John Gray, philosopher
Excerpt from Gray's "Enlightenment's Wake":
It is commonplace that political philosophy was reborn in 1971. In the interwar period, and then again for a quarter of a century after the Second World War, we are told, skepticism about the subject itself had inhibited any treatment of its fundamental questions that was systematic and comprehensive and, above all, that issued in rationally compelling principles for the evaluation of political institutions and the guidance of political conduct.
Holy crap on a cracker. I've read these two sentences twice, and I still don't have an effing clue what this dude is talking about. And this guy writes reallly long sentences:
Whatever else may be questionable in the conventional wisdom, it is sound in its judgement that we were spared the dismal prospect of political philosophy coming under the influence of an anachronistic methodology of conceptual analysis by the publication in 1971 of John Rawls's "A Theory of Justice", in which the classical enterrise of the subject was resumed in an uncompromising and architectonic fashion.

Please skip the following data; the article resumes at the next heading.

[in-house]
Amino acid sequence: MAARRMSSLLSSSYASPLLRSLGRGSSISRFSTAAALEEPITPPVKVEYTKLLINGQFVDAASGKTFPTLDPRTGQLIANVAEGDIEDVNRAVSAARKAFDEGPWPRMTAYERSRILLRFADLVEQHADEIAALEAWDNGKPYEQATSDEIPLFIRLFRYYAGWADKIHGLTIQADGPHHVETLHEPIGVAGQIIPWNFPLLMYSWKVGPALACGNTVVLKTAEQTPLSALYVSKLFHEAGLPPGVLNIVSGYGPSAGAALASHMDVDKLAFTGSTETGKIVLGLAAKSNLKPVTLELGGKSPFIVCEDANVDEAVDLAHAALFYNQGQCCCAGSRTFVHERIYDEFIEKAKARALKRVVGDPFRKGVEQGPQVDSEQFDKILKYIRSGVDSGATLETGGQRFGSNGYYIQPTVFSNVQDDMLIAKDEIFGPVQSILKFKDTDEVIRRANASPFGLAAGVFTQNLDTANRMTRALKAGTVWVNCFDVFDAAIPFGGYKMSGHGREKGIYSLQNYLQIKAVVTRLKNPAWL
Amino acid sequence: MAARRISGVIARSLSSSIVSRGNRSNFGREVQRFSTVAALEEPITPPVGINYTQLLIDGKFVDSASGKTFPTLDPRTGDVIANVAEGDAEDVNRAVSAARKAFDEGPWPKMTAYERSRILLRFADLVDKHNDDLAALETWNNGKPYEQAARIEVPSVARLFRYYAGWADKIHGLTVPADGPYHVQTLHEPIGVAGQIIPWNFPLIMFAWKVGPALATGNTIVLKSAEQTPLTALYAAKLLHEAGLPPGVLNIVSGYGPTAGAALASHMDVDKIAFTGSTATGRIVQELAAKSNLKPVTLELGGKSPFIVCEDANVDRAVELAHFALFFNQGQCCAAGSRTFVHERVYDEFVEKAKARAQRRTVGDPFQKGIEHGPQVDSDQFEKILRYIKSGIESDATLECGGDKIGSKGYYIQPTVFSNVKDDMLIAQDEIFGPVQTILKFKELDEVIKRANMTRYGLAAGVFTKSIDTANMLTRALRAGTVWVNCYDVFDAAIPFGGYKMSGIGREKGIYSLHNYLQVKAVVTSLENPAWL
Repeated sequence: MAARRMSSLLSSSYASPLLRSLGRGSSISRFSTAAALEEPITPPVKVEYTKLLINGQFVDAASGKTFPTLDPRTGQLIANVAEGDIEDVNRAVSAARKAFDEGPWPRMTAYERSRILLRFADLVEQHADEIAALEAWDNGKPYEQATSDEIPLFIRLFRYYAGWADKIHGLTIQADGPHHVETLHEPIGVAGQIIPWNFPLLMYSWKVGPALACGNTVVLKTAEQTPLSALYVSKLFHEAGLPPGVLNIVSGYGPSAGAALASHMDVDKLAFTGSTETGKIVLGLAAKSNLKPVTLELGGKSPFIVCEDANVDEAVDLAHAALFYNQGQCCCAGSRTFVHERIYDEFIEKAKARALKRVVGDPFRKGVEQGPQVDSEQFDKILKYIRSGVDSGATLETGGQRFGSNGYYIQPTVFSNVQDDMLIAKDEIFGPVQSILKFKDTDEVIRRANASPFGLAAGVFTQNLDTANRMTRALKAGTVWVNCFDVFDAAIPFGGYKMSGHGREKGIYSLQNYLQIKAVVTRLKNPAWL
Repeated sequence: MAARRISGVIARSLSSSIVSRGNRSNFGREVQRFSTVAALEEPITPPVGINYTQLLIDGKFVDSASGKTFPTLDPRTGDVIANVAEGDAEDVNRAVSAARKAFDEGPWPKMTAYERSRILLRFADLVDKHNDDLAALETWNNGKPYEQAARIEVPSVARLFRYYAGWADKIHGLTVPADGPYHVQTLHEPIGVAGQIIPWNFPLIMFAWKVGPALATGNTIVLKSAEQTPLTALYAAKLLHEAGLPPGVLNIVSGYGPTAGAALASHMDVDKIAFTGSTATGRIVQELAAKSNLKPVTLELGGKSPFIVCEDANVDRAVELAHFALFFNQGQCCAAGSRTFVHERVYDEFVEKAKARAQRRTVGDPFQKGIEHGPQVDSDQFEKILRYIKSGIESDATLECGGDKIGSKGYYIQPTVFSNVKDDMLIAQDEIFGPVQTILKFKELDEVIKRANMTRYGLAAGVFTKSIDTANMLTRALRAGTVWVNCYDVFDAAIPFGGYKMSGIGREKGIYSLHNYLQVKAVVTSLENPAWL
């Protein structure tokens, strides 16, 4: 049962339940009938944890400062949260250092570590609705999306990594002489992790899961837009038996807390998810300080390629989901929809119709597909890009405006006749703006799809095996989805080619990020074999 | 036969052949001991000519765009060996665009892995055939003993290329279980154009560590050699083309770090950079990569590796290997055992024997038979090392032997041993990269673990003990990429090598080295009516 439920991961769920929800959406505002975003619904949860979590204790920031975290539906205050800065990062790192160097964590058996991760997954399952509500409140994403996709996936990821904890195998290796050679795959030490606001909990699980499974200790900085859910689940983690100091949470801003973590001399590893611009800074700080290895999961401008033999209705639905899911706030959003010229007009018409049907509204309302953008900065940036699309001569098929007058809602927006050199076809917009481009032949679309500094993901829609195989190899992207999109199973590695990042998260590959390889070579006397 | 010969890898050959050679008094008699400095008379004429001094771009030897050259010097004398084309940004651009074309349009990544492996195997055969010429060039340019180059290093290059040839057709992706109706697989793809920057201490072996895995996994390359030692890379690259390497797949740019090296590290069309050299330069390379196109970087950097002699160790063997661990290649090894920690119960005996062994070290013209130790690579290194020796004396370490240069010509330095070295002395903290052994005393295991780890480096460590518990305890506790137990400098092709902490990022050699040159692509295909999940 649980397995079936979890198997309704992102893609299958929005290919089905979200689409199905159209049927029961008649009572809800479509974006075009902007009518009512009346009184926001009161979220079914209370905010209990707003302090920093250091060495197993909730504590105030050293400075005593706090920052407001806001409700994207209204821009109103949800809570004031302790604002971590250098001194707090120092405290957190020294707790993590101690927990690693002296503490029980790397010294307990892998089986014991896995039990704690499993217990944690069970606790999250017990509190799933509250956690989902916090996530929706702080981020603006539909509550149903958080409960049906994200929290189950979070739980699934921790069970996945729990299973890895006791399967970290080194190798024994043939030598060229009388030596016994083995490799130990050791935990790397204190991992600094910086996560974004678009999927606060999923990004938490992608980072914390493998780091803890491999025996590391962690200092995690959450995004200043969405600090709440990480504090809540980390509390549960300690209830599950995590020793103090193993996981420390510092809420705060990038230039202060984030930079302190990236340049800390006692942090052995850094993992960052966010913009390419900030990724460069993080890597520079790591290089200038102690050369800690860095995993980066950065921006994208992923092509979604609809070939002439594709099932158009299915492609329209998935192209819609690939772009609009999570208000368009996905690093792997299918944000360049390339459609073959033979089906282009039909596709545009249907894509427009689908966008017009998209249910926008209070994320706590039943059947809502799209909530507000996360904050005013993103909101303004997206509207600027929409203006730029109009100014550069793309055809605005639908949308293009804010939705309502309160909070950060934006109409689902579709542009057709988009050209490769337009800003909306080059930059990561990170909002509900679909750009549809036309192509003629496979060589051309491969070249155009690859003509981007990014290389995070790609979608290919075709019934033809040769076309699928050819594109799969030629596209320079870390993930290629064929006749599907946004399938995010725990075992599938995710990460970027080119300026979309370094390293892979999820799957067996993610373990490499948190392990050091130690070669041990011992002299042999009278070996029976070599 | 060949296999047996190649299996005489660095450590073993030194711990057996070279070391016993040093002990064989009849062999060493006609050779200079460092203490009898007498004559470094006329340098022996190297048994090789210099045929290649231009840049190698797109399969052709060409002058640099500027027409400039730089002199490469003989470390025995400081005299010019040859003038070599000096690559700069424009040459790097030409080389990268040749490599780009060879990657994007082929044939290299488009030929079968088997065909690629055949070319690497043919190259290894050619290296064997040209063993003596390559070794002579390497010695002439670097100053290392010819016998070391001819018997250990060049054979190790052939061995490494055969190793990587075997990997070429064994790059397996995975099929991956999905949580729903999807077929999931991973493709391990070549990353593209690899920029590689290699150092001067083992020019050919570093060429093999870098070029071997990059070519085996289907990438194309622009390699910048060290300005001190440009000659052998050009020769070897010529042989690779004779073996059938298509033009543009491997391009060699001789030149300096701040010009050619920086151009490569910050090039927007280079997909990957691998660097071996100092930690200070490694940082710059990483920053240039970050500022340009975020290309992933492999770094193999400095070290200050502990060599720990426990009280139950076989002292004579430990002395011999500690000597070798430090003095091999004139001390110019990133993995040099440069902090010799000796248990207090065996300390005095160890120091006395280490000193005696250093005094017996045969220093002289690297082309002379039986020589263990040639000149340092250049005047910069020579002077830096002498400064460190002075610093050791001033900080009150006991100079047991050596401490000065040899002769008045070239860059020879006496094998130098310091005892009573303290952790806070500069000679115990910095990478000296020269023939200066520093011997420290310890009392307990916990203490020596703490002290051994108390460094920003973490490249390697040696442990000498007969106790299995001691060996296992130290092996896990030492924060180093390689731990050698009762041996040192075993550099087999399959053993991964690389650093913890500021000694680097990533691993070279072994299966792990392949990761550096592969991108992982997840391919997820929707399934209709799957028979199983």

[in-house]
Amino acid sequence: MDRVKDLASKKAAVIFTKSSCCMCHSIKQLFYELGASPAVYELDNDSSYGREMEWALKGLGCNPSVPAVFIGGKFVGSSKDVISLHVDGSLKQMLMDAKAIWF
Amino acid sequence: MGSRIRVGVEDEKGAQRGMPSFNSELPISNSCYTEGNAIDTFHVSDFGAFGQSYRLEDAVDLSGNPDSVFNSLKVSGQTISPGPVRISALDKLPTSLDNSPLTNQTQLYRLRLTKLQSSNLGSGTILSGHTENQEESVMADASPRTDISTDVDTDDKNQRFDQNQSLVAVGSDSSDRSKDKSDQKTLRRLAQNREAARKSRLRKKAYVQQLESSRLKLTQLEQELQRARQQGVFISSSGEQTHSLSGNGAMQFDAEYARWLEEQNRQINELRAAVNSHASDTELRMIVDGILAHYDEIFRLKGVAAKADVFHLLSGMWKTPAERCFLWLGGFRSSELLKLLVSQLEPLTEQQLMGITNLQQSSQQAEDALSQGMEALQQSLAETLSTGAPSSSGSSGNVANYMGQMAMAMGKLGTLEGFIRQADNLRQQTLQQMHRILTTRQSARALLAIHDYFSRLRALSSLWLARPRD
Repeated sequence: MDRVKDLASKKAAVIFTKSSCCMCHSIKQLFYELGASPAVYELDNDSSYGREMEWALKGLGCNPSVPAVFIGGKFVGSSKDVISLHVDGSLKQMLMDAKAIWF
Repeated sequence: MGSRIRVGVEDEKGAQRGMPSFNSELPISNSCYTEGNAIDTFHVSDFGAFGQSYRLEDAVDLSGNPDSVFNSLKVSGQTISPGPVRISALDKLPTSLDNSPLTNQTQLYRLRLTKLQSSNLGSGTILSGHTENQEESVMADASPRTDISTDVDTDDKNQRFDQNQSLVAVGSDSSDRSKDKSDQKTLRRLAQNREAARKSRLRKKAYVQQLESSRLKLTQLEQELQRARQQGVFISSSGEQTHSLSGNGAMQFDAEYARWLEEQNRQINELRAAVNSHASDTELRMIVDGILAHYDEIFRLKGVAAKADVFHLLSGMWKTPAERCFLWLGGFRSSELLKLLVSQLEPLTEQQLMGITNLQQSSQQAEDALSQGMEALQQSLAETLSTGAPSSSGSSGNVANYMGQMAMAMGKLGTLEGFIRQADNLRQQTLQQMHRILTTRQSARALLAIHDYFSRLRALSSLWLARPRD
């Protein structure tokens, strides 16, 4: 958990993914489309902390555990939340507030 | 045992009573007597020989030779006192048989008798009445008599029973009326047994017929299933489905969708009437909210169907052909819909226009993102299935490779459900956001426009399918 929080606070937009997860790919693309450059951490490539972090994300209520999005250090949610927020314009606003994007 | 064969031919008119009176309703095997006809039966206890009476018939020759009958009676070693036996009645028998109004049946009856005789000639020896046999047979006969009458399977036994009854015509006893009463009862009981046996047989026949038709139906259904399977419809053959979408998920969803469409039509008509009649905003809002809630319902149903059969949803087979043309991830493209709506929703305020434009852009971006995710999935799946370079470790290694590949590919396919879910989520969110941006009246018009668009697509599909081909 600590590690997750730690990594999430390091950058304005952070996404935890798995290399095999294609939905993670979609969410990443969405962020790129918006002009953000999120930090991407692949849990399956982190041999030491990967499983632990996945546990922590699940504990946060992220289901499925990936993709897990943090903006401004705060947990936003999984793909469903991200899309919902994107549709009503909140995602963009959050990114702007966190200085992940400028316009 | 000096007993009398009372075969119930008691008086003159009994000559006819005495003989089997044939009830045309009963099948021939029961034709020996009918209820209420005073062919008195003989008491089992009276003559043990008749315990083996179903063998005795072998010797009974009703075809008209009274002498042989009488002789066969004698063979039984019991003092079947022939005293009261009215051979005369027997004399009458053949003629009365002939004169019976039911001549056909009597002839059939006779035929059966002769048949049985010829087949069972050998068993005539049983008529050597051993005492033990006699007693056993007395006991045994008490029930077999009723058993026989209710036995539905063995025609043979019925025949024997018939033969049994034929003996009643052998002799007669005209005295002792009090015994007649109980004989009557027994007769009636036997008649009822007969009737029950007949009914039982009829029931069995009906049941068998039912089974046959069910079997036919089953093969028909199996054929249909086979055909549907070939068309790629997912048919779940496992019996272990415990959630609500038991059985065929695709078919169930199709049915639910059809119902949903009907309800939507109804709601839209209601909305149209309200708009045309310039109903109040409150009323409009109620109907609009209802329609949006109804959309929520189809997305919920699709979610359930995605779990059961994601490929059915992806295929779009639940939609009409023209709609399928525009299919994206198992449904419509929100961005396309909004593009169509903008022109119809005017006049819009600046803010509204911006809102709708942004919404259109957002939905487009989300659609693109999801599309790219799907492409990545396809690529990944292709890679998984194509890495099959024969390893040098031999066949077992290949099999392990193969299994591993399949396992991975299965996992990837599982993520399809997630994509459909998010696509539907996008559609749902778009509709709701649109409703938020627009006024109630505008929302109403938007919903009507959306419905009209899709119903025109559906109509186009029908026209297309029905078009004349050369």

Thats like, totally a whole paragraph all by itself, although sadly for me, there is more.
So, if anyone has any knowledge of philosophy, or John Gray, please comment and explain. No, really. Because I'm going to read it, but I can tell you right now, I won't understand what he's talking about. Hell, I will have to look up architectonic, anachronistic, and probably many others. So, I better get going.